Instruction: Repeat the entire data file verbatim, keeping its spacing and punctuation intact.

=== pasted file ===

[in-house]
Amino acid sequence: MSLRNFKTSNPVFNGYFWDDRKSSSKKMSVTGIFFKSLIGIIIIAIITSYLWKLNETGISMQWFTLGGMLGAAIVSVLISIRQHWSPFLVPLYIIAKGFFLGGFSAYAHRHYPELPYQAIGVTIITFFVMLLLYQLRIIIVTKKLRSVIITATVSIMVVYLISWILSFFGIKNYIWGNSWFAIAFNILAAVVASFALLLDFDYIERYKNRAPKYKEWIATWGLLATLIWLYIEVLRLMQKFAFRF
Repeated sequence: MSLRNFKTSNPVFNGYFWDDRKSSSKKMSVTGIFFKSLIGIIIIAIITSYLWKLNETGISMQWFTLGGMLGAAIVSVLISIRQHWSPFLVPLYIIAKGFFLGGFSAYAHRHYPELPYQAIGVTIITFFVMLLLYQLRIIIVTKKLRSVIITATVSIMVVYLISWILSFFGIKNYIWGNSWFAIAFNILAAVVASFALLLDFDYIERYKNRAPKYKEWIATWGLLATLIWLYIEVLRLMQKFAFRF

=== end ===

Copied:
[in-house]
Amino acid sequence: MSLRNFKTSNPVFNGYFWDDRKSSSKKMSVTGIFFKSLIGIIIIAIITSYLWKLNETGISMQWFTLGGMLGAAIVSVLISIRQHWSPFLVPLYIIAKGFFLGGFSAYAHRHYPELPYQAIGVTIITFFVMLLLYQLRIIIVTKKLRSVIITATVSIMVVYLISWILSFFGIKNYIWGNSWFAIAFNILAAVVASFALLLDFDYIERYKNRAPKYKEWIATWGLLATLIWLYIEVLRLMQKFAFRF
Repeated sequence: MSLRNFKTSNPVFNGYFWDDRKSSSKKMSVTGIFFKSLIGIIIIAIITSYLWKLNETGISMQWFTLGGMLGAAIVSVLISIRQHWSPFLVPLYIIAKGFFLGGFSAYAHRHYPELPYQAIGVTIITFFVMLLLYQLRIIIVTKKLRSVIITATVSIMVVYLISWILSFFGIKNYIWGNSWFAIAFNILAAVVASFALLLDFDYIERYKNRAPKYKEWIATWGLLATLIWLYIEVLRLMQKFAFRF